Our first artist of the month for 2018 is the wondrous wordsmith, Liam Carroll. Liam, a master storyteller, is joining us for the first time to work on our new project, Lowestoft Folk. His skill for weaving a tale or two is going to make this a really special experience for everyone involved.
Name: Liam Carroll
Can you tell us a little bit about your own practice?
I tell stories, which is to say that to some degree I perform stories, rather than merely speak them as if one were reading a book out-loud.
The term ‘storyteller’ really means anyone who authors a story, whether writer, film director, or politician! There is though a large interconnected group of professional tellers who could be called traditional storytellers, who tell tales that have been passed down via an oral tradition. These tales tend to include mythology and legends as well as folk lore. It turns out though that if you call yourself a storyteller people expect you to know traditional tales and write original material. Thus, over the last few years, I have become a writer, and a teller, of tales, most of which have been based on historical figures, like the heretic Thomas Bilney or the war poet Wilfred Owen.
What’s been your favourite artistic experience of the past 12 months?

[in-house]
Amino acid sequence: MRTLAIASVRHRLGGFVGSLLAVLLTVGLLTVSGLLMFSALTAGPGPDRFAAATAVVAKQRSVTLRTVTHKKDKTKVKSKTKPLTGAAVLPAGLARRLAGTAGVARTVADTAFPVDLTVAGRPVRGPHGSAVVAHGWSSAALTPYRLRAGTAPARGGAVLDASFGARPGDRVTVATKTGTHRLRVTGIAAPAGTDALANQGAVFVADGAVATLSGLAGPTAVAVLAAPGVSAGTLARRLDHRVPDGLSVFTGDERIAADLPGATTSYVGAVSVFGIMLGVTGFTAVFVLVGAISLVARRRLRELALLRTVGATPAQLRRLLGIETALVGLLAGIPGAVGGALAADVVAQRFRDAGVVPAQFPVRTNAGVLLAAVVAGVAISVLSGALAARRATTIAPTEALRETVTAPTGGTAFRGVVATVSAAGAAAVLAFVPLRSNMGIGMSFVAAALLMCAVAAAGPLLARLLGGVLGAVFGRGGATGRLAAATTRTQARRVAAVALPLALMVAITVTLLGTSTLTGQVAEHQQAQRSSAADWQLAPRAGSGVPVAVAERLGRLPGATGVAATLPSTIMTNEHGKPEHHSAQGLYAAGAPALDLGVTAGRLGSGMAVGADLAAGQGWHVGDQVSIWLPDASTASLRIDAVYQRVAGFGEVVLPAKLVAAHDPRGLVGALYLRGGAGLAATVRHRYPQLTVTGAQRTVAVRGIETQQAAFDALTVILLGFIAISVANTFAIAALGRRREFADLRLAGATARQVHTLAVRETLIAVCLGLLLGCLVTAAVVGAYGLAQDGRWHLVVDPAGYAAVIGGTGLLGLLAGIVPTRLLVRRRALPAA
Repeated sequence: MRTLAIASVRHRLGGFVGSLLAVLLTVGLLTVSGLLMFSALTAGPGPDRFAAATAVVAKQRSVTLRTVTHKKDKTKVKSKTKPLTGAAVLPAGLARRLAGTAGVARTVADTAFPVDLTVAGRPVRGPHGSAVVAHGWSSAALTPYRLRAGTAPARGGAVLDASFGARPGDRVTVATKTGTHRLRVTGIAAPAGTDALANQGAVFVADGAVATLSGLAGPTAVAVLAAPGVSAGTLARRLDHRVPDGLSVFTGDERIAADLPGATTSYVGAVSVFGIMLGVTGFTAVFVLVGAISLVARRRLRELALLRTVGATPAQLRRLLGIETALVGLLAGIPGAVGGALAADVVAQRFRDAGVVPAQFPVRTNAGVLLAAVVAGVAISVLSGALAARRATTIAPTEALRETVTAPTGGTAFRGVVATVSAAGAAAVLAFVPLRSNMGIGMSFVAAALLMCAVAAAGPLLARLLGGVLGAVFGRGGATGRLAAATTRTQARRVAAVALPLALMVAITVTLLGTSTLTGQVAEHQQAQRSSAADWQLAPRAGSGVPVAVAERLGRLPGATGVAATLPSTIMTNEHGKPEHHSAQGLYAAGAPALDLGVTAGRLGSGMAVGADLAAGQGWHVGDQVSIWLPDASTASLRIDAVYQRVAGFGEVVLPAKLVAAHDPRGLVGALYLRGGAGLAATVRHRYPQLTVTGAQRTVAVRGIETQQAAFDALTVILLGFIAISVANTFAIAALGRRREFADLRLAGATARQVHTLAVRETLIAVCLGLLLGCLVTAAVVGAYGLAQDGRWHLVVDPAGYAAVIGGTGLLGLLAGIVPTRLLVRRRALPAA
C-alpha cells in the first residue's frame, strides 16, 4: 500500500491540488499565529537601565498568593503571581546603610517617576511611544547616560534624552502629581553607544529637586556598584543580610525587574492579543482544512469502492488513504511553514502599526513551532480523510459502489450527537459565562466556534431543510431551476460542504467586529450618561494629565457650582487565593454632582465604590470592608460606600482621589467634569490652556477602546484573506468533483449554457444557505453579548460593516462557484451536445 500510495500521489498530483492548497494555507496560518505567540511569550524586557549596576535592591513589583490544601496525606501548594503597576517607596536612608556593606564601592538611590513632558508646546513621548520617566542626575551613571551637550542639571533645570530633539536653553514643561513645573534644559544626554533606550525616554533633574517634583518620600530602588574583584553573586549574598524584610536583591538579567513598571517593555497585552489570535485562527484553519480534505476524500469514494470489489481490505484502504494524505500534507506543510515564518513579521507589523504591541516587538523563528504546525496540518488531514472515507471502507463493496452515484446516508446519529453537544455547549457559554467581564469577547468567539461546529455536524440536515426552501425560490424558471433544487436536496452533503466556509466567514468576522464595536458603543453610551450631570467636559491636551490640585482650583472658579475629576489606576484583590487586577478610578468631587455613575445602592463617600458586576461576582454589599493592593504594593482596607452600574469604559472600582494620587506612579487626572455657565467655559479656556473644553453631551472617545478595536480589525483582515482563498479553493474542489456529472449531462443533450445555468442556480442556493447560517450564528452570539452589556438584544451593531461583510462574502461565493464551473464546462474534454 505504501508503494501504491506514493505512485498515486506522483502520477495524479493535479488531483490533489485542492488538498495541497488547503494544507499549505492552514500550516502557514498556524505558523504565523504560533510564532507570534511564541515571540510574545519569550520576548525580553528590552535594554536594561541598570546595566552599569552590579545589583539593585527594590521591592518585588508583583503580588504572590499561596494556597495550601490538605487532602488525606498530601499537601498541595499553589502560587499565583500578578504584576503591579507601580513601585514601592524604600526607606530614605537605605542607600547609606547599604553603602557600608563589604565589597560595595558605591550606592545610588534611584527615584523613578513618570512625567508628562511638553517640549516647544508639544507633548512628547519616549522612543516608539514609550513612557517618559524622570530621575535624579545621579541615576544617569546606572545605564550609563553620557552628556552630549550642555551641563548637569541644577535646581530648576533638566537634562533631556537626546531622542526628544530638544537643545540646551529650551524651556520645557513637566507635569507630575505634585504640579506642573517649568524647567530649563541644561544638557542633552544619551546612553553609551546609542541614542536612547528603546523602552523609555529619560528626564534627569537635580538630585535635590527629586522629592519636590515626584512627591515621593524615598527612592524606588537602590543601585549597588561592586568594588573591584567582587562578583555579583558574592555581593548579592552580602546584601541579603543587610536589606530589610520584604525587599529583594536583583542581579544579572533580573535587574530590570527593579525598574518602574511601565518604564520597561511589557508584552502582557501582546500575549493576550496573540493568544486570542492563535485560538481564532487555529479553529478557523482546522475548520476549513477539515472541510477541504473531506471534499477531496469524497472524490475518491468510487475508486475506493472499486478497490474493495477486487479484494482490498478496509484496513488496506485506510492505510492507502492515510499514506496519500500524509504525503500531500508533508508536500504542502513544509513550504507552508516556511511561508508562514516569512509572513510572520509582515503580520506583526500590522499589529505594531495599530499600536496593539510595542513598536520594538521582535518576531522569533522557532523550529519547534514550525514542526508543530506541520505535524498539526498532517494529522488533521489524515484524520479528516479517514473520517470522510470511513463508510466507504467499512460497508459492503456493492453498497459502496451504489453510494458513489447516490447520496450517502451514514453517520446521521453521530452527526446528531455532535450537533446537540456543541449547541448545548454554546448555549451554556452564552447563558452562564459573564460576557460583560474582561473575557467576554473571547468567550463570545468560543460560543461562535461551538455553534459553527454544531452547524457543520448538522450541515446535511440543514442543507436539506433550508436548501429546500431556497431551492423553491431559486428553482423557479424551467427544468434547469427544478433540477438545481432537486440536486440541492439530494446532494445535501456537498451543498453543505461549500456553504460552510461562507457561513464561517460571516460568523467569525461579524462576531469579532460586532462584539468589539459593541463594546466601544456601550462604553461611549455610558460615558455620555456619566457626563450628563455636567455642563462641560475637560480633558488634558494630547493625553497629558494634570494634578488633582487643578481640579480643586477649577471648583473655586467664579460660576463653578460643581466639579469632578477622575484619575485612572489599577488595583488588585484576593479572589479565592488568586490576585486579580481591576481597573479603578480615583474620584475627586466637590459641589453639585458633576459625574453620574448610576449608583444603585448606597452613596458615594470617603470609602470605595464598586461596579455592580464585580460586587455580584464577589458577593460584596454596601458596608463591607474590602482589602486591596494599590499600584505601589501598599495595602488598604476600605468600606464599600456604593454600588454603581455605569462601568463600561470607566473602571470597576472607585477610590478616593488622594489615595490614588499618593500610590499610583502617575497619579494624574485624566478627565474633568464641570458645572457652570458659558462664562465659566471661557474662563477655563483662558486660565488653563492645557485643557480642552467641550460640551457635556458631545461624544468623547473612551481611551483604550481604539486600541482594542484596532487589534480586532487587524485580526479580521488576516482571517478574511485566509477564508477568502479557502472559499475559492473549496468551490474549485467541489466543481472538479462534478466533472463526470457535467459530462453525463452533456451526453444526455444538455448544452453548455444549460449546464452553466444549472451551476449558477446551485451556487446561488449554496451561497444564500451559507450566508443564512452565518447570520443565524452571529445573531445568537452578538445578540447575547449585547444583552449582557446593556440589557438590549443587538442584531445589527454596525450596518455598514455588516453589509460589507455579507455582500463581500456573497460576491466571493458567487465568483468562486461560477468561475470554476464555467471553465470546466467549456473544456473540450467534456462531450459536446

I really enjoyed writing and performing an original tale about the Roman invasion of Briton as part of last year’s East Anglian Storytelling Festival. What I liked about it was the opportunity to blend the storytelling style of the ancient Irish Celts with the history of the Britons.
The Celts didn’t write their stories down but the Christian monks in Ireland wrote them down for them and thus we have a record of the Irish stories, but not the British. I decided to change this by imagining how the ancient bards themselves would have gone about telling the early British tales.
Which Suffolk Artlink projects have you worked on to date?
Lowestoft Folk is the first project I’ve undertaken with Suffolk Artlink.
How has working with Suffolk Artlink influenced your work?
Lowestoft Folk is a really interesting project that has created some fascinating challenges. I’m writing an intergenerational story for an audience of care home residents and school children. The challenge is creating a story that isn’t too demanding in terms of plot and character names but is still rich in intrigue and that has characters that the audience can identify with. This has to be combined with the challenge of bringing the museum alive and being able to recreate the wonder of the exhibits in the minds of the listeners.
How would you describe Suffolk Artlink in 3 words?
New links, new perspectives. I know that’s not 3 words, but also it is.